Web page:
Before the show began a video played on an almost comically tiny screen in which a man performed songs from Awesome Show on a guitar while wearing various costumes. This includes memorable songs from Casey and his Brother, the Beaver Boys theme, etc.

Speaking of costumes, many members of the audience were wearing outfits to match their favorite Tim and Eric characters. Two guys seated near me were dressed up as the Beaver Boys, and I saw a couple people wearing On Cinema t-shirts.

As stagehands wheeled the tiny screen away, the lights went down and the show opened. A video played on the big screen explaining how Tim has a large vacation home where he hangs out with his old pals, mostly to get away from his family — but also to avoid Eric. When Eric showed up and suggested they do a live show together we learn that Tim slammed the door in his face, only to later conceive of doing a family friendly tour that everyone can smile at (but not actually laugh) in order to attract corporate sponsors.

The audience was instructed to clap with their wrists instead of their hands, and to moan while doing so.

It’s mandatory

Tim and Eric arrived on stage dressed in flamboyant cowboy outfits performing a song about how attendance is mandatory, and also claiming they enjoy various drugs. At some point it was mentioned that anyone who did not attend would be fined $750.

Interrupting a pointless sketch about a cowboy who tickles people, Eric decided this isn’t right, they should abandon the family friendly concept and do their usual comedy — even if it’s not for everyone. Tim reluctantly agreed to change the format. They also agreed to waive the “exit fee.”

As they left the stage, a new video played of the duo eating and “vomiting” various foods. This was genuinely disgusting and a number of people near me covered their eyes.

Pitzman’s Mustard

Tim and Eric return to the stage wearing dressed in normal clothing for a reprise of the YouTube series Tim’s Kitchen Tips. A table was placed on stage with a large bowl and a small camera mounted on a tripod. Eric moved the camera around throughout the sketch so the audience could see close ups.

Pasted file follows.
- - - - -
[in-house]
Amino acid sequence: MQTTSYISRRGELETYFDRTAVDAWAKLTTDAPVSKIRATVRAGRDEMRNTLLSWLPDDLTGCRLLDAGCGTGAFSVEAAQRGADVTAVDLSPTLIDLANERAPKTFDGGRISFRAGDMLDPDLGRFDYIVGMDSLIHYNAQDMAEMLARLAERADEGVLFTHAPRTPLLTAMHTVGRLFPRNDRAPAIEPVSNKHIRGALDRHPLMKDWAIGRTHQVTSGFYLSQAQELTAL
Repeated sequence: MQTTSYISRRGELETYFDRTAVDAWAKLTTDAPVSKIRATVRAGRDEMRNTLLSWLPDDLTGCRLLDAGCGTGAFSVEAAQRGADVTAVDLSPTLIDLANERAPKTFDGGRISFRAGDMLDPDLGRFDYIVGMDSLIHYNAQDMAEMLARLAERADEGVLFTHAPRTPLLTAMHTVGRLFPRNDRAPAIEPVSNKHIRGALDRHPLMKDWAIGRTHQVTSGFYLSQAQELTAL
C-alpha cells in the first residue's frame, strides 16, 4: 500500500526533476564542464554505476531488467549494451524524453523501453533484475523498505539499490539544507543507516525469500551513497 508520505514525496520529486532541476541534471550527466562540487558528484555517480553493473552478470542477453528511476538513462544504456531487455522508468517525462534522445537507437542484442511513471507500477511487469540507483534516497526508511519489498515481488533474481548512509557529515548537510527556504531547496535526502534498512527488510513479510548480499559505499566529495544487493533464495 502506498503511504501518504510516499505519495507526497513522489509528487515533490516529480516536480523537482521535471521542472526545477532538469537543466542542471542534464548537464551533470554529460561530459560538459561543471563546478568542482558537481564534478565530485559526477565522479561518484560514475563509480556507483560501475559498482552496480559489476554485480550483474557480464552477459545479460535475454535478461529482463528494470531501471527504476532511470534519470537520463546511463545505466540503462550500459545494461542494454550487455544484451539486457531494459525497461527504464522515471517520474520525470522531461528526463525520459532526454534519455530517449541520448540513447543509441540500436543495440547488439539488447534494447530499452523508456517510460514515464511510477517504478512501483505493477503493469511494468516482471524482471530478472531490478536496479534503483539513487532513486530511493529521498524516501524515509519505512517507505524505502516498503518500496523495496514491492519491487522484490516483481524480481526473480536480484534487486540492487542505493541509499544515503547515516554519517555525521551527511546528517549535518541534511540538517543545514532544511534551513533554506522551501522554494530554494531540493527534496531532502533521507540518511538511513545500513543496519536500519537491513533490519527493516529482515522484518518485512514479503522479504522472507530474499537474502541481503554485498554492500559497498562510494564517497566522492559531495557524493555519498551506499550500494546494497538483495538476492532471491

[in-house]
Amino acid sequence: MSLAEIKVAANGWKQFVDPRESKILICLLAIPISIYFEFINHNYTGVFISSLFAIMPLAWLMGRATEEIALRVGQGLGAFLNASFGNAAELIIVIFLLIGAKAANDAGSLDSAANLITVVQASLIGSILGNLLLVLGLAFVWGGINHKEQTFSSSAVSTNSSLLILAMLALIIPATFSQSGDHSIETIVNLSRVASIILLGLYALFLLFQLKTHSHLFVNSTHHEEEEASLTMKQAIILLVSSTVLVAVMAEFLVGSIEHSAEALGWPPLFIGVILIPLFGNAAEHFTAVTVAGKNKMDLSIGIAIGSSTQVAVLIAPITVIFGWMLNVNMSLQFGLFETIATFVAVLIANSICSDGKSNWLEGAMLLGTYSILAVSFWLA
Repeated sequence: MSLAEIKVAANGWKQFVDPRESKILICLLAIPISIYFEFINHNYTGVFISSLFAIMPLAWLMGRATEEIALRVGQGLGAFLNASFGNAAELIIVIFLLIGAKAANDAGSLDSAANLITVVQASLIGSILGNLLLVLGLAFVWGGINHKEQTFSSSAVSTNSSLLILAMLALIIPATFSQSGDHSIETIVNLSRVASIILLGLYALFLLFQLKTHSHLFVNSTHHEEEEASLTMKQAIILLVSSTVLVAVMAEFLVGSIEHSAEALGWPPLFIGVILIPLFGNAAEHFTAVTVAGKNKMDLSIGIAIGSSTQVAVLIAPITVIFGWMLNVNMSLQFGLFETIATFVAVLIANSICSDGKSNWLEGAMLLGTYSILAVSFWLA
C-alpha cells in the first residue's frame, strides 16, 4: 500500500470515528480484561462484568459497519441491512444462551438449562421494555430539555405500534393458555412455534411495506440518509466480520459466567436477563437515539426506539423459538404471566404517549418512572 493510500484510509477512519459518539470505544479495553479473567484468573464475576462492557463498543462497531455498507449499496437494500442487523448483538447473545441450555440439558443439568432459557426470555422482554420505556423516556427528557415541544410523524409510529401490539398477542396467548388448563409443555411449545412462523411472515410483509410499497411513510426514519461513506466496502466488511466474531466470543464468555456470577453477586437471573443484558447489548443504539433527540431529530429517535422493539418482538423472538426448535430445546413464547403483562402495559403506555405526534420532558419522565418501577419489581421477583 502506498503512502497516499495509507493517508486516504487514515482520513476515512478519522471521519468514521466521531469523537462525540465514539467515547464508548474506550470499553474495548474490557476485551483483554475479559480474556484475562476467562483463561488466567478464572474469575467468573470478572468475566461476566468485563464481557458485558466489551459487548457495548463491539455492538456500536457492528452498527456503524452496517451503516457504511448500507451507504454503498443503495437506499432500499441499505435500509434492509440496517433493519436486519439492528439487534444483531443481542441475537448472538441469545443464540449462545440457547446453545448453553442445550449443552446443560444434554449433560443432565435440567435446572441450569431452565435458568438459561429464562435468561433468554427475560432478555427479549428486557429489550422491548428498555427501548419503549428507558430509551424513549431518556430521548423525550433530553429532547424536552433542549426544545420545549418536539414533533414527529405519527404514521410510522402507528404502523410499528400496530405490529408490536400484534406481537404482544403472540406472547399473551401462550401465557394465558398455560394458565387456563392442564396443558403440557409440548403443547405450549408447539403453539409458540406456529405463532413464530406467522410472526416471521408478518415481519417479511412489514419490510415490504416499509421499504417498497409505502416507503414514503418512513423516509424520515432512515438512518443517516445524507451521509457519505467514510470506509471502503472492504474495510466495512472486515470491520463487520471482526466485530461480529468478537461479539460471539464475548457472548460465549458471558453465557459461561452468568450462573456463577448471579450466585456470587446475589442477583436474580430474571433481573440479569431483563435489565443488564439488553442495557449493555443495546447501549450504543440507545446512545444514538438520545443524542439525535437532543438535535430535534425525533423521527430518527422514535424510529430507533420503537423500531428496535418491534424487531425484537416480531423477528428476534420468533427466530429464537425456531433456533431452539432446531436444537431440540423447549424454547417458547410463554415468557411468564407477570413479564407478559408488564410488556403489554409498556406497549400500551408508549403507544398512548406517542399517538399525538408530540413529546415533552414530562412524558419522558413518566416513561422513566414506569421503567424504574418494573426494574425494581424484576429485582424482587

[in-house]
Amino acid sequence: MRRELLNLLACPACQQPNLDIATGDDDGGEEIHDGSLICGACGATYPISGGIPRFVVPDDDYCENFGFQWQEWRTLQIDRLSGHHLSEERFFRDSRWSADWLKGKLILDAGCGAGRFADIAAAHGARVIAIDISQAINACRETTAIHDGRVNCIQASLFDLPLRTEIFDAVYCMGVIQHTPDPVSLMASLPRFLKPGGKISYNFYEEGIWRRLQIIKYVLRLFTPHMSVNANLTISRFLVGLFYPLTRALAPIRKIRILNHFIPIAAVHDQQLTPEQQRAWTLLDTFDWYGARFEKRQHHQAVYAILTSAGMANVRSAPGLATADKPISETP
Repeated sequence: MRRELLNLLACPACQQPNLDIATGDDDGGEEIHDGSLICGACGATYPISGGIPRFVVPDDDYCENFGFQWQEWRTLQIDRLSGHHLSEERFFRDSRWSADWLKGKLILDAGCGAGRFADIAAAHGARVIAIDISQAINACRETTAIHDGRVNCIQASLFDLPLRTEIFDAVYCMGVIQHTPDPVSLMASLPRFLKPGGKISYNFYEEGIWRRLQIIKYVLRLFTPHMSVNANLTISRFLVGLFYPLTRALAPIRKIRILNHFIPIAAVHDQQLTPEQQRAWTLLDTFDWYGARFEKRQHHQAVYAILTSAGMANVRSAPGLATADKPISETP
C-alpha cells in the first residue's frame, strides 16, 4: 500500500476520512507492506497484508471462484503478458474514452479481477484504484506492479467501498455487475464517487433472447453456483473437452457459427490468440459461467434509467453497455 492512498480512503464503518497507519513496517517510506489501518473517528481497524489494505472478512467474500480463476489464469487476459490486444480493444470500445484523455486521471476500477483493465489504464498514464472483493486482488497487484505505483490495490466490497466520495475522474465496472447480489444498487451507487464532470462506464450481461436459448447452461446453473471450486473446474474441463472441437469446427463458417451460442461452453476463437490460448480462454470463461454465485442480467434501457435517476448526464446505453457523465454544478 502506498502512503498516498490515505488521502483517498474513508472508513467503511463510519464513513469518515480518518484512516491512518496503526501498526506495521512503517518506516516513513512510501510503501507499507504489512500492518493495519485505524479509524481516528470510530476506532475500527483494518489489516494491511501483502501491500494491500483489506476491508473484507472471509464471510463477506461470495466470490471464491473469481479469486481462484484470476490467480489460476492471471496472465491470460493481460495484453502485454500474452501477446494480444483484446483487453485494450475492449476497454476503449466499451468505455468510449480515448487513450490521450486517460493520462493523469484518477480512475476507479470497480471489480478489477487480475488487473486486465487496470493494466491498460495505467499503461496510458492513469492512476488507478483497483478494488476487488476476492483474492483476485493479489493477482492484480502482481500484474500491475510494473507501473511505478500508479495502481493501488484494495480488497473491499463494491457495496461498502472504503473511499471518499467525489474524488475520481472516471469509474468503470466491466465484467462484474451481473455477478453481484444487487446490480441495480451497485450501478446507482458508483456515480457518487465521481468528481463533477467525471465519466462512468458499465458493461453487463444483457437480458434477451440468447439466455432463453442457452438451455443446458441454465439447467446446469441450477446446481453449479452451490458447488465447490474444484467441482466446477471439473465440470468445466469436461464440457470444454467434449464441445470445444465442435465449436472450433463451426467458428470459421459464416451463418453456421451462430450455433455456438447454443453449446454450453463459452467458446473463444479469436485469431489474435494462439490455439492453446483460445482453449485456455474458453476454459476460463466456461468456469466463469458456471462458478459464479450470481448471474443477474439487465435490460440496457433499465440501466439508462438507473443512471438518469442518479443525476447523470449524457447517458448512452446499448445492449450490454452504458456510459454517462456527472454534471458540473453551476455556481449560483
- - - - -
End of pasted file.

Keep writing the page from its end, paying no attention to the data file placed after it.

Tim used an audience participation bit to explain how he intends to make yummy, wet, and spicy lasagna — using a recipe from the Lasagna region of Italy, naturally.

Tim started with a frozen lasagna he purchased from his favorite store, a nearby Safeway. He opened the package and squeezed the existing wet juice out of it with his hand, sending the sauces down his elbow and all over the table.

As it turned out, Eric is also familiar with Safeway, though a different location. After a messy divorce Eric moved to a new home in Vallejo, a city he admittedly does not like. This minor localization gag got bigger laughs than I expected (perhaps there were people from Vallejo in the audience?)

To add wetness to the lasagna, Tim poured a giant can of tomato sauce into his bowl, most of which spilled on the table and floor.

For spices they recruited ten “Spice Cadets” from the audience to the stage. Each of them was assigned a spice to wear on their helmets as well as an apron featuring the name of the spice. During this process Tim angrily confiscated the phone of an audience member who was taking a video, tossing the “phone” into the tomato sauce.

The first spice, cinnamon, had a lengthy song and dance routine. Then Tim told the woman who represented cinnamon to “get the fuck out of here” as cinnamon clearly does not belong in lasagna. Tim then pared down the nine other Spice Cadets to a final five. Those who remained dumped their spices into the bowl by bowing their heads into it, pouring out the spices. One of them had a helmet malfunction that caused their entire helmet to fall into the bowl.

When Tim realized a key ingredient was missing, Mr. Peter Pitzman appeared wearing a yellow mask that clearly disturbed Tim. Mr. Pitzman proceeded to “pee” mustard all over the five remaining Spice Cadets as well as into the sauce.

Subscription services for dogs

Next up Tim and Eric came out wearing colorful lounge-y outfits, explaining they were a morning zoo show on 105.3 here in San Francisco before being fired when Tim’s character made an insensitive comment in the wake of the 9/11 terrorist attacks.

Fortunately they’ve been brought back by a tech billionaire named Werm to promote a streaming music service for dogs, which costs $99 per month. Tim picked up a guitar and Eric strapped on a child sized wearable drum set. They played a singalong song about different types of dogs and how they behave.

Eric’s character wanted to demonstrate Werm’s son’s software that just shows photos of dogs. Unfortunately he didn’t have the password for the software, and entering the wrong one caused the Windows XP desktop they had on stage to blue screen.

After several tries they guessed the password. The software turned out to be a slideshow with several photos of dogs, followed by a lot of photos of Moby. Tim and Eric fled the stage when smoke started coming out of the old desktop computer.

A Medical Play